Paved driveways are expensive to create, harm the environment by promoting stormwater runoff and need to be replaced every decade or two. Recent technology has improved the alternatives to paved driveways by using grids or lattices to distribute the weight of a car across a larger surface. This technology makes gravel and grass feasible alternatives to paved driveways. Loosely arranged brick can also provide an attractive, inexpensive alternative to paved driveways.
Gravel offers an inexpensive and environmentally friendly alternative to traditional paved driveways. You can use gravel by itself, although the weight of cars will likely cause unattractive ruts. For a smoother, more attractive gravel driveway, consider using porous pavers or plastic grids that distribute the weight of the car over a larger surface. However, keep in mind that porous pavers should only be used on driveways with a slope less than five percent to seven percent. You might also need to replace some of the gravel occasionally.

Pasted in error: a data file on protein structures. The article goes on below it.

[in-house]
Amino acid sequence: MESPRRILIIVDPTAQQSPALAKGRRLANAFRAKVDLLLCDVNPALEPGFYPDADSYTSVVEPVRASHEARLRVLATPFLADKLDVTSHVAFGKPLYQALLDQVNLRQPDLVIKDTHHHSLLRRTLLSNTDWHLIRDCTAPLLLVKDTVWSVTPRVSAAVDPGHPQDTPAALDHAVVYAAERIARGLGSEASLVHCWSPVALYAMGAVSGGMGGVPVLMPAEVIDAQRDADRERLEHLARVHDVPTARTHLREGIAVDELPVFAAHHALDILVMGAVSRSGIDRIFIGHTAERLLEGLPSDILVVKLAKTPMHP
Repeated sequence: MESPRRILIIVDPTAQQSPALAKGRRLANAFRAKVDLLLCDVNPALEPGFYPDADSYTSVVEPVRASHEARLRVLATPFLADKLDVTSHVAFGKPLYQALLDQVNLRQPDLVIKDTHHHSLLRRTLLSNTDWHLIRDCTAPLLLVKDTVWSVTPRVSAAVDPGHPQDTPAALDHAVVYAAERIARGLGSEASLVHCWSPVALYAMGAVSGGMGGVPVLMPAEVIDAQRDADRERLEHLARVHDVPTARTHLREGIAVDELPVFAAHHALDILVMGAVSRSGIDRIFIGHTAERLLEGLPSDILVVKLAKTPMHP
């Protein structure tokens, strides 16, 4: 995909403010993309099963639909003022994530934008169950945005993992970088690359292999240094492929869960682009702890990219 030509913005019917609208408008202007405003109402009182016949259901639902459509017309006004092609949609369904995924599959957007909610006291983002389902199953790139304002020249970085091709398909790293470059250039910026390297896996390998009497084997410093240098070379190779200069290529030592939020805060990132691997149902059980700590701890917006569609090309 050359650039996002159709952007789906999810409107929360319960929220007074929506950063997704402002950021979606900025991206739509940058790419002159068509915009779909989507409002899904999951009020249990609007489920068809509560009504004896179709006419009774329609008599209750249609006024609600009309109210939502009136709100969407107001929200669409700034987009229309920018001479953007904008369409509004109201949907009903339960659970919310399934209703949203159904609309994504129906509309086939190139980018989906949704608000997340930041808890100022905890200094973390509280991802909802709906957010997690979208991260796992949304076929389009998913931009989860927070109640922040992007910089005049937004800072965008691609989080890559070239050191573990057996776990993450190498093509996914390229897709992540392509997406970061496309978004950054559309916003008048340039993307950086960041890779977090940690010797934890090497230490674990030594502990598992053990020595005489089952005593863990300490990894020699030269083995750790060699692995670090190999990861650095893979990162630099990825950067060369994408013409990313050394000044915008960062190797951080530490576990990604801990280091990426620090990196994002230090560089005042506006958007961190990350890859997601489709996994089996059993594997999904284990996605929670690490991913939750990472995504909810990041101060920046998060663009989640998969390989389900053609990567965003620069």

Although grass by itself would become compacted and damaged from the weight of cars, using porous pavers or paving blocks enables the use of grass for a driveway. Grass will grow between the holes of the plastic porous pavers. Like gravel, loosely arranged brick and other porous materials, grass helps absorb water, is environmentally friendly, and can be much less expensive than a paved driveway. Water and fertilize grass driveways like you water and fertilize the rest of your lawn.
Arranging bricks in a loose configuration facilitates the absorption of water, decreasing stormwater runoff while also providing a less expensive alternative to paved driveways. You can also include pieces of natural stone in a loosely arranged brick driveway. Increased absorption can negate the need for expensive water draining management techniques, and is also more environmentally friendly.